Most of the issue with sterile plants that won’t produce fruit comes from those who think that changing the genetic structure of these plants (especially those we eat) will ultimately result in changes to our own DNA. While this may seem like woo-woo science, the increase in cancers, behavioral disorders, and the increase in general health issues around the world may just give you some new, literal, food for thought. Remember too that many selections of plants are simply crosses of 2 different plants, or naturally occuring in nature and they are not genetically modified.
The other concern is food sustainability and maintaining native plants and landscape cultivars. With reduced genetic diversity and the ability to save seeds for planting next year, having a landscape full of sterile plants leaves us hanging should they die. Entire crops can be taken out with no way of replacing them with their seeds.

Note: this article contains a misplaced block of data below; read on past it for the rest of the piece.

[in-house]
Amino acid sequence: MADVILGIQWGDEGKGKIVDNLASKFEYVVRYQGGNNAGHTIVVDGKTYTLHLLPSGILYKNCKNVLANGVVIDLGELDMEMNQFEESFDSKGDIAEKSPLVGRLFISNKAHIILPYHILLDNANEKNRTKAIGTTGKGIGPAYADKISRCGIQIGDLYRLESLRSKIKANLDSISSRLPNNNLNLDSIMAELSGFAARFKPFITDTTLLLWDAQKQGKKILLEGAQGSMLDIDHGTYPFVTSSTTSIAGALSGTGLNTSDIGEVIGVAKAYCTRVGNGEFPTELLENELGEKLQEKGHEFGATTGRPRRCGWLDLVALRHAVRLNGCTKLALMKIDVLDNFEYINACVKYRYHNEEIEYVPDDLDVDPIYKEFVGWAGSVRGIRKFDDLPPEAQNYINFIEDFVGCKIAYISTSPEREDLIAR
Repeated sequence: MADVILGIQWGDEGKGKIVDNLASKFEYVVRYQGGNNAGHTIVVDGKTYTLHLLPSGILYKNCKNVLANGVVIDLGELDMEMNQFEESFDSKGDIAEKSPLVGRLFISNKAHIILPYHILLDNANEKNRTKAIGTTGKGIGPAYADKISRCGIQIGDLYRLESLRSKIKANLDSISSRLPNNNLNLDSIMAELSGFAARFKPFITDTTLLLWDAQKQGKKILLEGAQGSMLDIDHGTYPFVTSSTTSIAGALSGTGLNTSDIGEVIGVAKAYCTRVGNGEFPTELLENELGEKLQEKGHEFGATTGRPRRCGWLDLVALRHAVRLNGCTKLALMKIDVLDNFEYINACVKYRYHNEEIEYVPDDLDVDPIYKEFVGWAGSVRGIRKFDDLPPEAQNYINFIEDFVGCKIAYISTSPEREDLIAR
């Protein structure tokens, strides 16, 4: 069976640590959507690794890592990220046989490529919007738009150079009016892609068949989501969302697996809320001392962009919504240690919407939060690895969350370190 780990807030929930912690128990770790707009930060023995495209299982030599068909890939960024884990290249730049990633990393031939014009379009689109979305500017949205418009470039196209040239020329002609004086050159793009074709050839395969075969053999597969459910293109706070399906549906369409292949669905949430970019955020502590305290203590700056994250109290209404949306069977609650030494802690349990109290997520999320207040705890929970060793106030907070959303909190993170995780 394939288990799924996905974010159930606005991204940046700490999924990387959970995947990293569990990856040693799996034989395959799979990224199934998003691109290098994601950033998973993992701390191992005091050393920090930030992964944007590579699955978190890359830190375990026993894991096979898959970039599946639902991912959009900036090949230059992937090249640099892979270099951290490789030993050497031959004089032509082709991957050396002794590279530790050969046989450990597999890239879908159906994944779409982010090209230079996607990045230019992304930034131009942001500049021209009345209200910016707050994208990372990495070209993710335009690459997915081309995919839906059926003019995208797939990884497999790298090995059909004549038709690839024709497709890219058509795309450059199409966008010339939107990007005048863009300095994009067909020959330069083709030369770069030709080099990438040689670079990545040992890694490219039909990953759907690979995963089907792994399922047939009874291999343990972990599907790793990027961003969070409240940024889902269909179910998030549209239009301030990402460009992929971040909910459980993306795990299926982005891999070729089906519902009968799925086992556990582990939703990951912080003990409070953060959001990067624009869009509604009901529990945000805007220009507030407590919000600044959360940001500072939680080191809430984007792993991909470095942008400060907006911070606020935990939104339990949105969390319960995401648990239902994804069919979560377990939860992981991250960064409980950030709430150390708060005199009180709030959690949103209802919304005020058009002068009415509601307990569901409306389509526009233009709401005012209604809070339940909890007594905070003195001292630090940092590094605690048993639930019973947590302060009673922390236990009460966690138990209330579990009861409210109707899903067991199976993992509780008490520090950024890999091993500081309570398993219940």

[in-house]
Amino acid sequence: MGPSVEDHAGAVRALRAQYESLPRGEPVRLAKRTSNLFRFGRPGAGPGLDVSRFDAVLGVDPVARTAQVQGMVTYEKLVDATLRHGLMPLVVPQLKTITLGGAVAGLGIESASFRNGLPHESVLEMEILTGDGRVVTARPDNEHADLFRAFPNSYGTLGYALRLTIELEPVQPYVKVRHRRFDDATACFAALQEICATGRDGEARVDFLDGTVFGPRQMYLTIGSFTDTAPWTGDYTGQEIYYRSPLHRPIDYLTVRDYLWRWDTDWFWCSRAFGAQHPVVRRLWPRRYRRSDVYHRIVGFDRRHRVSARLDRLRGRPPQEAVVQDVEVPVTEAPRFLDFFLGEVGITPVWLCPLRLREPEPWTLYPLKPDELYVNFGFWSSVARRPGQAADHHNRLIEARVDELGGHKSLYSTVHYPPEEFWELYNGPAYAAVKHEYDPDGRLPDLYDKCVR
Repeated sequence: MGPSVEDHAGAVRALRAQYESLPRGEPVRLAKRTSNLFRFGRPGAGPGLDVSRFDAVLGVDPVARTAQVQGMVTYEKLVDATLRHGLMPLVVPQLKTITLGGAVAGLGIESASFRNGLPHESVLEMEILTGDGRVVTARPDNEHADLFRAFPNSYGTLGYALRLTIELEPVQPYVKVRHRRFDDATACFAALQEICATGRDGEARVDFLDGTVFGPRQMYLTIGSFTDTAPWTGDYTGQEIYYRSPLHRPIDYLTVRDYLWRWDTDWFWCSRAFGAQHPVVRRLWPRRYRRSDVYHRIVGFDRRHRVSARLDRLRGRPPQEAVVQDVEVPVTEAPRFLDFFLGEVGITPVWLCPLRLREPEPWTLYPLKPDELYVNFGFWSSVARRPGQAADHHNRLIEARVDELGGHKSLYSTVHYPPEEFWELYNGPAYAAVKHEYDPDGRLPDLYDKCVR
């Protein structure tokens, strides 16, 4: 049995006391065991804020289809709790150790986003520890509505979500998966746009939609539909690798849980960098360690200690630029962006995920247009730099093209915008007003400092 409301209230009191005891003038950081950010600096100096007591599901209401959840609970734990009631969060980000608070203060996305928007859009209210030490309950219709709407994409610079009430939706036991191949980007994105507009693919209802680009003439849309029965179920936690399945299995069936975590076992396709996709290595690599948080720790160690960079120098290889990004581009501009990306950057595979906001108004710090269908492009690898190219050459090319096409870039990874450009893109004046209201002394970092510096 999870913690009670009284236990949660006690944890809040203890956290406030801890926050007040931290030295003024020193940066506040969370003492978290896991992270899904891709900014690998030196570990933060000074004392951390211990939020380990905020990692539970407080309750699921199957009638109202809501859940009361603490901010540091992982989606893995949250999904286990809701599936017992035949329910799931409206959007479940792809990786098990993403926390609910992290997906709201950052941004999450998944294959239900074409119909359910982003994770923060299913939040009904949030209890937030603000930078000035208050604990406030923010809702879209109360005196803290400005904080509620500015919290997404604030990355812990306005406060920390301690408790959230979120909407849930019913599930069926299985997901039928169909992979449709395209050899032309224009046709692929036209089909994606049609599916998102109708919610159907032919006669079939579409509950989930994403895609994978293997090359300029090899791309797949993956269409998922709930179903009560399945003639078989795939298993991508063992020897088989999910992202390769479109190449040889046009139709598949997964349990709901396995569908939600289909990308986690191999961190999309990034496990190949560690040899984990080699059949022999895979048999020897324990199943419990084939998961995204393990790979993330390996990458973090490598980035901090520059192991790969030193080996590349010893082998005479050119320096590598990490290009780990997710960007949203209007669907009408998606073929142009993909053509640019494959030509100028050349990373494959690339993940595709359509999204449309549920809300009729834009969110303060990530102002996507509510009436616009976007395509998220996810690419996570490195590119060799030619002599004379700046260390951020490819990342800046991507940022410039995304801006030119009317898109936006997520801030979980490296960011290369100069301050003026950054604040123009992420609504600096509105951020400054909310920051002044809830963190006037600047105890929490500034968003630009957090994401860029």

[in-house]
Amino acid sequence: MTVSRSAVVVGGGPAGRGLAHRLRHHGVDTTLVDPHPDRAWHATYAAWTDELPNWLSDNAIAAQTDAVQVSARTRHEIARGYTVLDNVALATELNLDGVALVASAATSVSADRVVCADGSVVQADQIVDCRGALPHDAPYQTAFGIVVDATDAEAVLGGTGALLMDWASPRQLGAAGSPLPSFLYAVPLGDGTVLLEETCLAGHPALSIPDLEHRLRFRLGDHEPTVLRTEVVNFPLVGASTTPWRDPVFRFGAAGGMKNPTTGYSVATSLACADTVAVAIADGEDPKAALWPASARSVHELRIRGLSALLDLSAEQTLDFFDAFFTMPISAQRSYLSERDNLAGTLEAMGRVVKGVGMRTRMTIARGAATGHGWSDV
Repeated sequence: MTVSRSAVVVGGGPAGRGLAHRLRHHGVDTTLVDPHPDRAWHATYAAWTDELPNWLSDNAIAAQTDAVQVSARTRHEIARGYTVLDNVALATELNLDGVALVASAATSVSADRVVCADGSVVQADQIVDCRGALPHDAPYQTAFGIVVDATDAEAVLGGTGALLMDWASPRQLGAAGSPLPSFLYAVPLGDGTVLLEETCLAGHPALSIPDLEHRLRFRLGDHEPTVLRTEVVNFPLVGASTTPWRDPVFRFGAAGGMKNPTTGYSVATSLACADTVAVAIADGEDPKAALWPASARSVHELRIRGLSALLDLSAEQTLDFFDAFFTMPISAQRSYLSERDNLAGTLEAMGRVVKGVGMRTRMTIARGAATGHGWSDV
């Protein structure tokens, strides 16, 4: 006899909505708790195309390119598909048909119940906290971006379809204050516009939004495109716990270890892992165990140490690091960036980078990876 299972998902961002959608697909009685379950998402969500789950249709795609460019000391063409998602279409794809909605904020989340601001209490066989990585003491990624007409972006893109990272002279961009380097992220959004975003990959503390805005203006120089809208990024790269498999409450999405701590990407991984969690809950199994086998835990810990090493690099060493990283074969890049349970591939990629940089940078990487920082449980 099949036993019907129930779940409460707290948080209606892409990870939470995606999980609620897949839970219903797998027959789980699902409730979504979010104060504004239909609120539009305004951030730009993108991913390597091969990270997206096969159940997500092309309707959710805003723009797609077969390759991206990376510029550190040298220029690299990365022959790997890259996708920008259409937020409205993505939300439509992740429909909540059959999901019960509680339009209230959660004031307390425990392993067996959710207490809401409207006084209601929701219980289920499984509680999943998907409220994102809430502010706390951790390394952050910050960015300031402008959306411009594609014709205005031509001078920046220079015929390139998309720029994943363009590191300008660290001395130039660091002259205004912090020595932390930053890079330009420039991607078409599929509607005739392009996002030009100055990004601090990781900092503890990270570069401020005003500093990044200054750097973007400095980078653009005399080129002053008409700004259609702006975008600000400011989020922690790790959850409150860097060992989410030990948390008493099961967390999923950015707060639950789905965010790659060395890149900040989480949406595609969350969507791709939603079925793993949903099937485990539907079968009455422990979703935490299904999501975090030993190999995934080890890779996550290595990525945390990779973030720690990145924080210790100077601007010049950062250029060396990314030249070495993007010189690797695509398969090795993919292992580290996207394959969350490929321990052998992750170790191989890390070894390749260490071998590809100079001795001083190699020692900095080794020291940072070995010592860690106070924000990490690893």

So there’s the good, the bad, and the ugly side to plant gender and how it affects us and our environment. There are benefits and worries to all sides of bringing new and exciting plants to every corner and environment in the US.
So take a look at your options and see what is available before making a decision when landscaping. Alternatives are increasingly easier to find! Look into more careful site selection and your personal needs when choosing plants for your landscape!
Cheap prices, massed produced crops, and pretty faces have hidden downsides lurking in their roots, so educate yourself before buying! As always Nature Hills is here to help with our knowledgeable staff, informative #ProPlantTips and Garden Blog, and our innovative ecosystem protecting Plant Sentry™ that ensures compliance with all Federal Agricultural laws and regulations concerning the shipment of plants from Nature Hills in 48 states.
We are committed to protecting you and your landscape with quality-grown plants that set your garden apart from the rest while ensuring it's safe for all!